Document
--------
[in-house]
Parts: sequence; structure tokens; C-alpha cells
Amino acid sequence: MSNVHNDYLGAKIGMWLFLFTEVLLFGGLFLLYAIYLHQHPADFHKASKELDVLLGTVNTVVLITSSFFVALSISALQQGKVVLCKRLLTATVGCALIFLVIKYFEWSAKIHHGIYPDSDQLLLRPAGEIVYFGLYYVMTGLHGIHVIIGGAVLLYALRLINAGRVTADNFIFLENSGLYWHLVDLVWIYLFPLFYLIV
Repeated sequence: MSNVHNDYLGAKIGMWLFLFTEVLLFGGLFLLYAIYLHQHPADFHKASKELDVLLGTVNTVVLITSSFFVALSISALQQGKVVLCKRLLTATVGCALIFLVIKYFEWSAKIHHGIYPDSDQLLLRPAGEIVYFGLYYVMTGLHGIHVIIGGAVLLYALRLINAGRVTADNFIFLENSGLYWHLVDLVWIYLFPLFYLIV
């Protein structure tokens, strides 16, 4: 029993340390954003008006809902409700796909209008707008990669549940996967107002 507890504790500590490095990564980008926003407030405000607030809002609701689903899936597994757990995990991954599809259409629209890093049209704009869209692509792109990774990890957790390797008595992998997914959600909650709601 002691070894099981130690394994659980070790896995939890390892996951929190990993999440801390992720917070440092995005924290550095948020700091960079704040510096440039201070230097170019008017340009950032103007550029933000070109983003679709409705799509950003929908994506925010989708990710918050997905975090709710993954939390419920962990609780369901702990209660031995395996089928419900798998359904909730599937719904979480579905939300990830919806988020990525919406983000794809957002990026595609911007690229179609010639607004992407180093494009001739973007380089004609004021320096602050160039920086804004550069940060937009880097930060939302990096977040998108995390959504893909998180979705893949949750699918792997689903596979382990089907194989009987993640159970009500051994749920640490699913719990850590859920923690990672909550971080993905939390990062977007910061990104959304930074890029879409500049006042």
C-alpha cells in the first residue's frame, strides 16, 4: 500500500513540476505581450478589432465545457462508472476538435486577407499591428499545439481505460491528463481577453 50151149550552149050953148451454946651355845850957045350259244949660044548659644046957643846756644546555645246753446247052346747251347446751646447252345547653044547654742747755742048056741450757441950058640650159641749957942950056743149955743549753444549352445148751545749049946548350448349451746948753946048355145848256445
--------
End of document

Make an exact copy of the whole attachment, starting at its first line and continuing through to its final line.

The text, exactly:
[in-house]
Parts: sequence; structure tokens; C-alpha cells
Amino acid sequence: MSNVHNDYLGAKIGMWLFLFTEVLLFGGLFLLYAIYLHQHPADFHKASKELDVLLGTVNTVVLITSSFFVALSISALQQGKVVLCKRLLTATVGCALIFLVIKYFEWSAKIHHGIYPDSDQLLLRPAGEIVYFGLYYVMTGLHGIHVIIGGAVLLYALRLINAGRVTADNFIFLENSGLYWHLVDLVWIYLFPLFYLIV
Repeated sequence: MSNVHNDYLGAKIGMWLFLFTEVLLFGGLFLLYAIYLHQHPADFHKASKELDVLLGTVNTVVLITSSFFVALSISALQQGKVVLCKRLLTATVGCALIFLVIKYFEWSAKIHHGIYPDSDQLLLRPAGEIVYFGLYYVMTGLHGIHVIIGGAVLLYALRLINAGRVTADNFIFLENSGLYWHLVDLVWIYLFPLFYLIV
């Protein structure tokens, strides 16, 4: 029993340390954003008006809902409700796909209008707008990669549940996967107002 507890504790500590490095990564980008926003407030405000607030809002609701689903899936597994757990995990991954599809259409629209890093049209704009869209692509792109990774990890957790390797008595992998997914959600909650709601 002691070894099981130690394994659980070790896995939890390892996951929190990993999440801390992720917070440092995005924290550095948020700091960079704040510096440039201070230097170019008017340009950032103007550029933000070109983003679709409705799509950003929908994506925010989708990710918050997905975090709710993954939390419920962990609780369901702990209660031995395996089928419900798998359904909730599937719904979480579905939300990830919806988020990525919406983000794809957002990026595609911007690229179609010639607004992407180093494009001739973007380089004609004021320096602050160039920086804004550069940060937009880097930060939302990096977040998108995390959504893909998180979705893949949750699918792997689903596979382990089907194989009987993640159970009500051994749920640490699913719990850590859920923690990672909550971080993905939390990062977007910061990104959304930074890029879409500049006042």
C-alpha cells in the first residue's frame, strides 16, 4: 500500500513540476505581450478589432465545457462508472476538435486577407499591428499545439481505460491528463481577453 50151149550552149050953148451454946651355845850957045350259244949660044548659644046957643846756644546555645246753446247052346747251347446751646447252345547653044547654742747755742048056741450757441950058640650159641749957942950056743149955743549753444549352445148751545749049946548350448349451746948753946048355145848256445